Covid-19 impact on charities and wills: Your questions answered

Covid-19 impact on charities and wills: Your questions answered

Natalie Hall is an Associate in the Private Client Department of Axiom Stone Solicitors, a full-service legal practice with offices Edgware, Mayfair and Harrow in London and Birmingham.

In this special column, the legal expert answers some key questions arising from the coronavirus pandemic.

1. How have charities been affected by Covid-19?

Due to ongoing restrictions many charities were unable to continue their traditional fundraising methods, charity retail outlets and were forced to close and many events were cancelled. They have had to change the way they market and advertise.

2. What effect has Covid-19 had on the charity sector?

Whilst many charities lost a significant amount of revenue through their traditional fundraising revenues, it has been widely reported that legacy gifting to charities in wills had increased by 56% in the past 12 months. It has been predicted by fundraising experts that charity giving in wills is likely to increase over the next few years.

3. How have people been able to instruct on in Wills during lockdown?

The traditional route of seeing a solicitor to prepare a will has also changed. However, last year the Government relaxed the rules on the requirement for wills to be witnessed in the testator’s presence. Now, wills can be witnessed by video conferencing where physical witnessing is not possible enabling solicitors to conduct the entire Will process via platforms such as Zoom, WhatsApp and Facetime. This has enabled some of those most vulnerable in society, such as those who have been shielding, to still instruct, even if virtually.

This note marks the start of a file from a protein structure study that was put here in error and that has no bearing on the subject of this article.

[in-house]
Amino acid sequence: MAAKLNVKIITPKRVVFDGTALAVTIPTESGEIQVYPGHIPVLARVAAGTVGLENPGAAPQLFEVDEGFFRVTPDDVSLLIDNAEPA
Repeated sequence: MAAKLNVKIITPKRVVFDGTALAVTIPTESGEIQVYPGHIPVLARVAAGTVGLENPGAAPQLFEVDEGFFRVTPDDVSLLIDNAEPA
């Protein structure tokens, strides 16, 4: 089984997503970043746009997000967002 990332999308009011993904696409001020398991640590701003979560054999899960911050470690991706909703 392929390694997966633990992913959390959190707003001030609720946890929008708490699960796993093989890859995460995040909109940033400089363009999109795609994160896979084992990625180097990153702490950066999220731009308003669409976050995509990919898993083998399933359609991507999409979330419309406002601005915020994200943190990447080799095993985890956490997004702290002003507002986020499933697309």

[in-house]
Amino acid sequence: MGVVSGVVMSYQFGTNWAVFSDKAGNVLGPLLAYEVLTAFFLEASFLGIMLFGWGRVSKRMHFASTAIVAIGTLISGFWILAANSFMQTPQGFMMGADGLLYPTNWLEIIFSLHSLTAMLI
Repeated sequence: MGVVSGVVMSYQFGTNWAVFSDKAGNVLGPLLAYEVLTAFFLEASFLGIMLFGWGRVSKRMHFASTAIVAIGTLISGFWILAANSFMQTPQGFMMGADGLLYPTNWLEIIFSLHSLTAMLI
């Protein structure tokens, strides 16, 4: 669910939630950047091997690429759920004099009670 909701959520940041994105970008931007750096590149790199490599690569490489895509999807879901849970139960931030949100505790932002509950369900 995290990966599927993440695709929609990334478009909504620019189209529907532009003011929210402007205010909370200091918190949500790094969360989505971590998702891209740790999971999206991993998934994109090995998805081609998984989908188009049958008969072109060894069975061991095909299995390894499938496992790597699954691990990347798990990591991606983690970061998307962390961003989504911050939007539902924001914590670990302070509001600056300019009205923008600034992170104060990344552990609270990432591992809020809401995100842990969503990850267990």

4. How have people been able to gift charities in Wills?

As well as being able to meet virtually with solicitors, many charities have advertised highlighting legacies to charities in wills. Some 12 per cent of all current wills were made using a charity scheme. By charities increasing their advertising on TV and social media, they have been able to refer people to list pre-approved solicitors in their local area, where they can rest assured their Wills are professionally prepared.

Whilst most clients believe they need ‘a simple will’, it is imperative that it is prepared for their individual needs with the legal and technical points pointed out to them.

At Axiom Stone we support charitable gifting in wills and are on a number of charities panels for approved solicitors. If you wish to leave money or gift to a charity of your choice, I would be happy to discuss and help you with the process.

by Natalie Hall

Natalie Hall is an Associate in the Private Client Department at Axiom Stone.

*Info: For questions on this article or any further queries, please feel free to contact Natalie:

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